24 JULY 2002
By Kurt Sansone
The commercial port in Venice, in which Malta Freeport chairman Marin Hili personally has a 50 per cent stake, can hardly be considered to be a threat for the Malta operation based at Birzebbuga.
But there is a hint of legitimacy in the concern expressed by the Labour Party over Marin Hilis perceived conflict of interest. A leading newspaper in the Venice region was upbeat about the potential of the Venice port following the new investment by Mr Hilis company.
The target for the Venice port, which only last month inaugurated a new 220-metre terminal is to handle 100,000 Teus by 2003, which is the same level that Malta Freeport handled in 1990. Today the Malta Freeport handles just over one million Teus.
Furthermore, the Venice port can only handle ships requiring a depth of up to 12 metres. The Malta Freeport can handle ships requiring a depth of up to 15.5 metres.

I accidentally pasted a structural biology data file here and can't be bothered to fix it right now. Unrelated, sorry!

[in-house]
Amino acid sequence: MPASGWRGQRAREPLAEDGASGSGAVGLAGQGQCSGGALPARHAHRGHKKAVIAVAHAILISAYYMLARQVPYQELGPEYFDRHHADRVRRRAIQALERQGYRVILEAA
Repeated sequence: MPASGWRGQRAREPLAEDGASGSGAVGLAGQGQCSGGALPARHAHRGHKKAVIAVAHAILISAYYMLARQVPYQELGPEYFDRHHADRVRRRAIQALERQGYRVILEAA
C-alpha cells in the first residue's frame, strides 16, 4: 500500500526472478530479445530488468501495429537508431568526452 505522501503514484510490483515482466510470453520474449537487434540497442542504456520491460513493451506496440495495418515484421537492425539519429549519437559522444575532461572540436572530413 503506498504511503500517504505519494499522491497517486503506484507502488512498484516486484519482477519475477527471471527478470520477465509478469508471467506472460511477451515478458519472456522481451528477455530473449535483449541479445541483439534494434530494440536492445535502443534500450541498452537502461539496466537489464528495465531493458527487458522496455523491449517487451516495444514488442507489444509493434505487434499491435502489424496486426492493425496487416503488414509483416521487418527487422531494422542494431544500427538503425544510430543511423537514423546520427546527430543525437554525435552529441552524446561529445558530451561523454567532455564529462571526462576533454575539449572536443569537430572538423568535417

In more ways than one the Venice operation is small when compared to the Freeport apart from the fact that it is not geographically suited to act as a transhipment hub, which is the Malta ports declared mission statement. But this has not stopped the Labour Opposition from crying foul over Marin Hilis decision to personally invest in the Italian port.
Mr Hilis company, Mariner, purchased 50 per cent of the Venice port for EUR9 million (approx. Lm3.7 million) in June this year.
The Italian regional newspaper Il Gazzettino was extolled the potential of the Venice port when the new quay was inaugurated last month. The news report stated that the port was opening up to container traffic with a forecast of 100,000 Teus for next year.
"The sensation is that the Maltese group Mariner wants to be a protagonist in the growth of the terminal capitalising on the activities that make the terminal a big logistic and integrated platform," the newspaper commented. With these sort of comments emanating from the Venice region the Labour Partys concern is not that all out of place.